Should the government peg the S&P 500?

The very well known macroeconomist Roger Farmer says yes:

It is time for a greatly increased role for monetary policy through
direct intervention of central banks in world stock markets to prevent
bubbles and crashes. Central banks control interest rates by buying and
selling securities on the open market.

A logical extension of this idea is to pick an indexed basket of
securities: one candidate in the US might be the S&P 500, and to
control its price by buying and selling blocks of shares on the open

That is from the FT.  Though he says he is warming to the idea, to my ear Mark Thoma sounds skeptical as am I.  Public choice considerations aside, if the Dow is valued at 7000 in market opinion and the Treasury (Fed?) is propping it up at 8500, a lot of people will sell shares into the hands of the government.  How much are the shares worth then?  How hard will the government try to break the shorts who speculate on lower prices?  Will this work any better than currency pegs?  What are the implications for pursuing other monetary targets, such as the rate of inflation?  If the peg succeeds who would hold other, riskier assets?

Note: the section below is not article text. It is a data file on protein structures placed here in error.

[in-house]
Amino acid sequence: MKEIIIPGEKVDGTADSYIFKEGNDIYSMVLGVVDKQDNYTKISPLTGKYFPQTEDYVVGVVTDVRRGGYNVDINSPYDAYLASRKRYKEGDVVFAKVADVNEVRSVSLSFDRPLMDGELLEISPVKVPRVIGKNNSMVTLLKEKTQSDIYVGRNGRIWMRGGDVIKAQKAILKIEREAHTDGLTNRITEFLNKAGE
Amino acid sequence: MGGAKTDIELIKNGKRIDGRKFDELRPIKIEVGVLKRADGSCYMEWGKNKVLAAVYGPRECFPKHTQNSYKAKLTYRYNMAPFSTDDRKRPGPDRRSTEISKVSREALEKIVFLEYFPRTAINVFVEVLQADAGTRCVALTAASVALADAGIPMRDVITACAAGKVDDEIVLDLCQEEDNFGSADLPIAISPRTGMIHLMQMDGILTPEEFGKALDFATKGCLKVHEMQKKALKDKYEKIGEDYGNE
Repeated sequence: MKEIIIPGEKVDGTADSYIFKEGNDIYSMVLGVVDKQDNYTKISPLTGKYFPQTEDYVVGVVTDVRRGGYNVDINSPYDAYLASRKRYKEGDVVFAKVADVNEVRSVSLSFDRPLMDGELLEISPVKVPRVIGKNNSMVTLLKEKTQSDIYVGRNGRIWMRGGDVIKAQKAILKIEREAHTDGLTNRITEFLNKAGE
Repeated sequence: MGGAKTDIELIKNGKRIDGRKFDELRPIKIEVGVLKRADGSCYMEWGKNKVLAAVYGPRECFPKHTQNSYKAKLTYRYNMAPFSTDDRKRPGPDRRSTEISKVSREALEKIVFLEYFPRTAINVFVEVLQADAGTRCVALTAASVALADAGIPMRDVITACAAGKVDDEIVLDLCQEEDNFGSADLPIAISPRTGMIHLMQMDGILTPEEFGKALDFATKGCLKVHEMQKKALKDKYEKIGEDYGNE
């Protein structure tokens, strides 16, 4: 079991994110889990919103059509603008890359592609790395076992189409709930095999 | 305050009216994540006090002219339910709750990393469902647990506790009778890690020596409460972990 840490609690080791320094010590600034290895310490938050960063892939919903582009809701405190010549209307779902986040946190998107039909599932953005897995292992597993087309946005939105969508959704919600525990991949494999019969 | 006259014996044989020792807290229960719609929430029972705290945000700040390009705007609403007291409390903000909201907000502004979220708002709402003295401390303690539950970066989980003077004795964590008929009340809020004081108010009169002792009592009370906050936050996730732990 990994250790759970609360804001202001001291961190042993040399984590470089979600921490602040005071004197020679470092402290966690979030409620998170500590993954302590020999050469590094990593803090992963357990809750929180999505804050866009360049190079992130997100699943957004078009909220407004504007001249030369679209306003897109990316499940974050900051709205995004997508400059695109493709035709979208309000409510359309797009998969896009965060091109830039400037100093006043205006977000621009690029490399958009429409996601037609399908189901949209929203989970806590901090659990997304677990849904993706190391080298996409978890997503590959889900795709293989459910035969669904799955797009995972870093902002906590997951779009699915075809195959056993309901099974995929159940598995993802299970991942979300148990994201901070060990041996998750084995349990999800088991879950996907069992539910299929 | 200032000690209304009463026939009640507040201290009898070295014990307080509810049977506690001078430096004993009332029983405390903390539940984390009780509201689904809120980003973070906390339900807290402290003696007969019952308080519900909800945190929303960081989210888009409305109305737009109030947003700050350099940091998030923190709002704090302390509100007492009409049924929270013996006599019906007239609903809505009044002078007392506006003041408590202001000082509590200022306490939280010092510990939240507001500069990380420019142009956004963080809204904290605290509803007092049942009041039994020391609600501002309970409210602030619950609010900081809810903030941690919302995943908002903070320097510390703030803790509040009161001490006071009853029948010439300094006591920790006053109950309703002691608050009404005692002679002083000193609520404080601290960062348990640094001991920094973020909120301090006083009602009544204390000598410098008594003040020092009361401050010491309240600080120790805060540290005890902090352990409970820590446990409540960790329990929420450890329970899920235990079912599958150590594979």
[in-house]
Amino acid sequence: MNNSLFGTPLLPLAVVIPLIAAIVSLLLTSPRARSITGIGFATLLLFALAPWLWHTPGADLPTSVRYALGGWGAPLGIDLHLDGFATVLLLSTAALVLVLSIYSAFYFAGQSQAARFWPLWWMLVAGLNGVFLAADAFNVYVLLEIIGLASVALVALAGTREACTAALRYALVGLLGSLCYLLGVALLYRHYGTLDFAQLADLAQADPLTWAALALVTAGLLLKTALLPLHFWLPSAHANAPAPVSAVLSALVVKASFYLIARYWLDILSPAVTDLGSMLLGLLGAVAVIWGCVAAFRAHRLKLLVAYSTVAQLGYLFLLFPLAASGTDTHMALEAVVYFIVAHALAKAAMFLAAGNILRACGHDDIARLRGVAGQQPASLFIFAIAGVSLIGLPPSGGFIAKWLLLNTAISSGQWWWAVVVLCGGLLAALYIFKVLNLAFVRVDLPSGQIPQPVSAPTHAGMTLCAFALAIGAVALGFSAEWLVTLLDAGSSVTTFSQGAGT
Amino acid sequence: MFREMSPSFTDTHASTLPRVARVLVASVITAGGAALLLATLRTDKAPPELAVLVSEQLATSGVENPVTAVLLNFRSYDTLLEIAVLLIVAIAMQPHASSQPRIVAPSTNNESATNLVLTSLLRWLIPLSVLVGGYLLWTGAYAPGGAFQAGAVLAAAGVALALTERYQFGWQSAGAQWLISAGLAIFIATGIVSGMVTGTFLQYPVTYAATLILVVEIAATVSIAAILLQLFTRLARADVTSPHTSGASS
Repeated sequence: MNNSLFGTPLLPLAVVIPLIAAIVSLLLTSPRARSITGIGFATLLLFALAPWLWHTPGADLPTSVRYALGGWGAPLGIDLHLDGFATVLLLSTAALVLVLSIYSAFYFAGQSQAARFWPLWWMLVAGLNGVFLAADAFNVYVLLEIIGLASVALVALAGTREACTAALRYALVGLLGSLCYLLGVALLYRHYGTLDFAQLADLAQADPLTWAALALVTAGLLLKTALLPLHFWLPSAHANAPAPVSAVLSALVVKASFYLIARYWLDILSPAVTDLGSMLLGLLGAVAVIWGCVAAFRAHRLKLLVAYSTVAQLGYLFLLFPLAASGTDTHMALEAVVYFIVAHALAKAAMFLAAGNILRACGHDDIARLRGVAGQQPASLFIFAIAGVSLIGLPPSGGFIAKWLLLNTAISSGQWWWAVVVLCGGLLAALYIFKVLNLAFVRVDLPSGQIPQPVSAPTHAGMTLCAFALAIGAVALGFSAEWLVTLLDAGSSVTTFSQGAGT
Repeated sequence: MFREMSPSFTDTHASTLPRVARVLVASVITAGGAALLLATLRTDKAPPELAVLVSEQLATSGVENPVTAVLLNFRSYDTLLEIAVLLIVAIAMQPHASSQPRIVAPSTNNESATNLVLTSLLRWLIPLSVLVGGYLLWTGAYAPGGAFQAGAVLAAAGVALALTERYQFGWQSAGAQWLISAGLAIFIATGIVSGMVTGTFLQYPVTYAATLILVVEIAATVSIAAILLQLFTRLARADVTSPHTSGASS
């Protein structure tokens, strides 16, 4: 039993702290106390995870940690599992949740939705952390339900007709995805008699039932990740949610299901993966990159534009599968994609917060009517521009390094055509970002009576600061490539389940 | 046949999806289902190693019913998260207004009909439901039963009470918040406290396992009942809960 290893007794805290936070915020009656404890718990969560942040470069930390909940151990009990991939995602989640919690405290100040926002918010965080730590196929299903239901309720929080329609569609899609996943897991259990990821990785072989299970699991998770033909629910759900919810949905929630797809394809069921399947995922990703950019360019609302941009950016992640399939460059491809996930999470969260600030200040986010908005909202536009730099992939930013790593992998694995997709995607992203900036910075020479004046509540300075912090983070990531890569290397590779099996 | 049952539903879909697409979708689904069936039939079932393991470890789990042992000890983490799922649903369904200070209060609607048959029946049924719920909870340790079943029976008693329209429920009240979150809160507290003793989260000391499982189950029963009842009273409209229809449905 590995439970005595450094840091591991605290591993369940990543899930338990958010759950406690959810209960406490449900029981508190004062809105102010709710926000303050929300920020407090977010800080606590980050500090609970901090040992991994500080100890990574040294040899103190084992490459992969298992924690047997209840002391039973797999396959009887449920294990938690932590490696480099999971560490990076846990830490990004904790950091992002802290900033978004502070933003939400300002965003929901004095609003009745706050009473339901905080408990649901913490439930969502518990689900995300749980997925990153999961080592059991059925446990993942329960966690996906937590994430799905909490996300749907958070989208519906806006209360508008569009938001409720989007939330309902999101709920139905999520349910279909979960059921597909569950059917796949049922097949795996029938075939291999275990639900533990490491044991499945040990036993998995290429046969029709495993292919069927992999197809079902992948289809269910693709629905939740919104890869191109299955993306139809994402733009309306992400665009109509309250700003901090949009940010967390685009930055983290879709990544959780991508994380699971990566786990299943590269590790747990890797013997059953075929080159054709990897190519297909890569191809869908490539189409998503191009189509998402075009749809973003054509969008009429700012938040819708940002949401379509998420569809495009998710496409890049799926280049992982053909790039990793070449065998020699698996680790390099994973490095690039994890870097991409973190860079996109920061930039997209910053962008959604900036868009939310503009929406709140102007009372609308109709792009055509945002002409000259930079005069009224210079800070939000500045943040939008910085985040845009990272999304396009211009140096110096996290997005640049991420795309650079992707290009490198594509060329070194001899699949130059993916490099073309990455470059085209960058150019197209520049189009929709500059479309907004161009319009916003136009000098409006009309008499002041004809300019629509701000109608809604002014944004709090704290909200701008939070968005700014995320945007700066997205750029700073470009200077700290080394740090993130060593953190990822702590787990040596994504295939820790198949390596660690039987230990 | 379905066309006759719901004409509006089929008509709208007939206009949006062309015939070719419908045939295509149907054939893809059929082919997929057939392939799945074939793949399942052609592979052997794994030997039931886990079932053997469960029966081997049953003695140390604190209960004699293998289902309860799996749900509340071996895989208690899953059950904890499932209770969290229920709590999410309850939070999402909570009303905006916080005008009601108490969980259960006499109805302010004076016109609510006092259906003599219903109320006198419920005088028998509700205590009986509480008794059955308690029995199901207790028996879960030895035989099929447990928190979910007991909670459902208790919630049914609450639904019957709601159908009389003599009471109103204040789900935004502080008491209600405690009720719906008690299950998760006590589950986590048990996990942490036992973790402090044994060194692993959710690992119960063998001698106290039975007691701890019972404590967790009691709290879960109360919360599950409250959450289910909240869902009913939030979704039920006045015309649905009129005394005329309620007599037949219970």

Some people might even say that the "Greenspan put" was part of what got us into this hole in the first place.

Farmer is working on a book How the Economy Works and How to Fix it When it Doesn’t.


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